Planet Of The Apps: iPhone and BlackBerry apps


Diabetes Manager

Diabetes Manager is an electronic diabetes logbook software application that runs on the Apple iPhone and iPod Touch. The WaveSense App is the first of its kind to be developed by a blood glucose meter manufacturer, Agamatrix.

The company says its app lays the foundation for a series of products to come that will take advantage of more mobile technology platforms to assist people with diabetes in the management of their condition. The WaveSense App features easy-to-use data entry, graphing of glucose data, integrated food intake, activity, and medication data management, insulin dosage management, statistical analysis of glucose results, integrated emailing of results. Settings can be personalised.

University of Washington diabetes specialist Dr Irl Hirsch commented: “Leveraging mobile technology to deliver better patient care is a major trend.”

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Zurich Financial Services has developed a new BlackBerry application for international business travellers called ‘Nomadz’, providing medical, health and security alert information to travellers.

The application combines information from governmental and travel advisory sources along with data unique to Zurich. Information is collated and analysed by Zurich and turned into alerts for any business destination. The subscriber can download travel information into the application to ensure they stay informed. Nomadz alerts users to any issues.  A key feature is the Emergency Assistance Centre which can be accessed by pressing just one button in the application.

This connects the subscriber to a 24-hour assistance service where the advisor instantly knows who is calling, where the caller is, and other relevant travel details.

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Sixt is the first car rental company to offer customers mobile rental bookings through BlackBerry devices, allowing users to reserve cars from around 3,500 Sixt stations in 90 countries worldwide. A confirmation is then sent by SMS. Accessible in nine languages, the application has already been available for the iPhone and has also been developed for Android. Customers can connect the Sixt application with BlackBerry features – for example saving rental station addresses and pick-up/drop-off times to their handset for quick retrieval. In addition, the BlackBerry’s GPS capabilities allow the application to locate the nearest Sixt stations. The app stores the user’s rental history and also allows them to cancel their reservation. The Sixt app also features a route planner and covers all vehicle categories including trucks. There is also the option to purchase insurance via the handset.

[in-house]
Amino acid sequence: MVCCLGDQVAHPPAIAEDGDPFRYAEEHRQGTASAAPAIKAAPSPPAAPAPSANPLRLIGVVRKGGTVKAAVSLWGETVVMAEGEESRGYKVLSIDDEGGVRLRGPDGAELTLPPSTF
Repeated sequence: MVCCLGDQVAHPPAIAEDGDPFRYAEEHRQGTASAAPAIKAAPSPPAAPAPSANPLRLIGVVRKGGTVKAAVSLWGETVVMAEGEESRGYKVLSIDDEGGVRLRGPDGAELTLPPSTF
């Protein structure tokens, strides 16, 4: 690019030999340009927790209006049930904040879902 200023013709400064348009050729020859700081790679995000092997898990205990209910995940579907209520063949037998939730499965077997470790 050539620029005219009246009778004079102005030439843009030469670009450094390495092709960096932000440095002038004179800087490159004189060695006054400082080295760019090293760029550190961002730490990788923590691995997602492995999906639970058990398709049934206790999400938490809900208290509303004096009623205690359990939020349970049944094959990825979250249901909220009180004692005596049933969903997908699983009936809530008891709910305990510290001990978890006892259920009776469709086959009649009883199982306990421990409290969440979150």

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British engineering consultancy BMT has partnered with German research institute Fraunhofer to develop a mobile guide book to allow travellers to discover the hidden truths behind some of the world’s most celebrated historical buildings and archaeological sites.

Users can point their phone at the relevant attraction and use the BMT tool, ‘iTacitus’, to superimpose images on the screen of paintings, lost frescoes and statues which once stood.

The tool will also suggest sites for people to visit using information gleaned from their mobile phone, so someone who has searched for the Uffizi gallery in Florence will automatically be sent information about the Accademia gallery and the best way to get there using public transport.  
It is currently available in beta mode for the iPhone, and there is potential for it to also be developed for Android handsets.

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